Try a Probiotic

To me, the increased awareness and availability of probiotics supplements are some of the greatest things to happen for IBS patients. These "helpful" bacteria do seem to help to improve the bacterial balance within the digestive system. For most people, there appears to be no downside in terms of unwanted side effects. As with any over the counter supplement, get clearance from your doctor first.

Lifestyle Changes

If you were to speak with anyone who has had IBS for years and has learned how to keep symptoms to a minimum, they will tell you that it took a lot of trial and error to find out what works and what doesn't work. One consistent theme will be to do whatever it takes to reduce the stress in your life. Although stress doesn't cause IBS, the close connection between your brain and your gut results in symptoms being exacerbated by anxiety and stress. Although we're often faced with stressors in our lives that are chronic or beyond our control, there are things that we can do to actively counteract the effects of those stressors on our health, and in the case of IBS, on the way our colons are behaving. Here you will find some helpful stress management suggestions:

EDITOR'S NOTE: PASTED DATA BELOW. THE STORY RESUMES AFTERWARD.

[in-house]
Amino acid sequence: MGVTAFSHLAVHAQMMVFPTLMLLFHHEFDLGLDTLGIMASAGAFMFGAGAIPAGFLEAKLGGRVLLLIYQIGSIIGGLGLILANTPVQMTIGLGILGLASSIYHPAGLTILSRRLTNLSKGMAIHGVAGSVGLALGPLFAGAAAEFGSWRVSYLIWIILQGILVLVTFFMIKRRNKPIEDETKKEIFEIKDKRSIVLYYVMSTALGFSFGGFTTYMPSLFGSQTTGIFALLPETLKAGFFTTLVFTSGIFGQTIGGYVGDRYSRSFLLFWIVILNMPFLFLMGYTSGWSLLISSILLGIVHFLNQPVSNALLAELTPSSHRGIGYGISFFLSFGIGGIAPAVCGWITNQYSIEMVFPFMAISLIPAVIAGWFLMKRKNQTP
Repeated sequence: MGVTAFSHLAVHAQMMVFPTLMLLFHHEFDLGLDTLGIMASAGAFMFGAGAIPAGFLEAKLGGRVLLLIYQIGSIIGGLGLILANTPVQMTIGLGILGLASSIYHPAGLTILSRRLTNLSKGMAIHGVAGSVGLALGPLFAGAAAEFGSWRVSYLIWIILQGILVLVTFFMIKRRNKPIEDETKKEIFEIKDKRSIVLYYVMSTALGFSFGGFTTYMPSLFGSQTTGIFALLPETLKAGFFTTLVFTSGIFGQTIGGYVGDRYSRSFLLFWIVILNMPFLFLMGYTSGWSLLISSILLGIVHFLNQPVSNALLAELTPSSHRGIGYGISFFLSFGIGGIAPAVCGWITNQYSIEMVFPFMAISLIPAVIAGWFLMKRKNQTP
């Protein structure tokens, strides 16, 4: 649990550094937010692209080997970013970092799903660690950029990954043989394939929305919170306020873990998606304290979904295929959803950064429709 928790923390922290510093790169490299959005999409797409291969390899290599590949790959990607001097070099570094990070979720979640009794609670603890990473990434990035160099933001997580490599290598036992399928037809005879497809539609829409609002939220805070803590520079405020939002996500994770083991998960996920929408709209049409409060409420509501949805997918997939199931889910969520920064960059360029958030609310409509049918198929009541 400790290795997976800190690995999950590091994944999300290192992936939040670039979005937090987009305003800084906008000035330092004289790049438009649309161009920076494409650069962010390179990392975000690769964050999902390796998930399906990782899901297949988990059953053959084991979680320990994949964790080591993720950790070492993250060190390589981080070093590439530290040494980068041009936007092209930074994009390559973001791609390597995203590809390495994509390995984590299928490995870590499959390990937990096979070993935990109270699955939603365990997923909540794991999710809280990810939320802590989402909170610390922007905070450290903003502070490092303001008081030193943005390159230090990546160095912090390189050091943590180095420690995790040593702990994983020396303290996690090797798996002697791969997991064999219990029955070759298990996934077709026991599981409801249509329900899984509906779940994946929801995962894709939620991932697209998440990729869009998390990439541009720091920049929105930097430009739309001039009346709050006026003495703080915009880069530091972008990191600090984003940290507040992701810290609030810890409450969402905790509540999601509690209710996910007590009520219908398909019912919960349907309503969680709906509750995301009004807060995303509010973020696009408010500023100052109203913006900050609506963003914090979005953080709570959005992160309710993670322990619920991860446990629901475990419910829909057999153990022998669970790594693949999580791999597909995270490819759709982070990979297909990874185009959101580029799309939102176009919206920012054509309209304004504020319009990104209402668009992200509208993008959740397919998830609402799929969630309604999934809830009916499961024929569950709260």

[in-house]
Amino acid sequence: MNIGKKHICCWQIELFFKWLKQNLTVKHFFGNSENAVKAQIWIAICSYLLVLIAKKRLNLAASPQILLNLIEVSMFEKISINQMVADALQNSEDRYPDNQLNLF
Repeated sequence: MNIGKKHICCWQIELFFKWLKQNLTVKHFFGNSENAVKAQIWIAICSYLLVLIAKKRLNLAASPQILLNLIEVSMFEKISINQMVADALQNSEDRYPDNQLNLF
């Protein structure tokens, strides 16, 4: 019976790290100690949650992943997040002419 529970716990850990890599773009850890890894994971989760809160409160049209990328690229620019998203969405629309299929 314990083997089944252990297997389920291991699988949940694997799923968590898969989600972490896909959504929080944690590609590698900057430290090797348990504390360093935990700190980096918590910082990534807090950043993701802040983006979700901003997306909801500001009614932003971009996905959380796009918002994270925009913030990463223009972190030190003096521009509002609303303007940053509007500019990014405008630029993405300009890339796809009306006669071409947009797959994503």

Special Recommendations for IBS-D (Diarrhea Predominant)

If your predominant bowel symptom is diarrhea, you are most likely struggling with the disruptiveness of multiple trips to the bathroom and the fear that urgency will lead to a bathroom accident. You may find it reassuring to learn that there are things that you can do to slow things down so that you can go back to living your life with confidence. The following articles are must-reads for anyone struggling with IBS-D: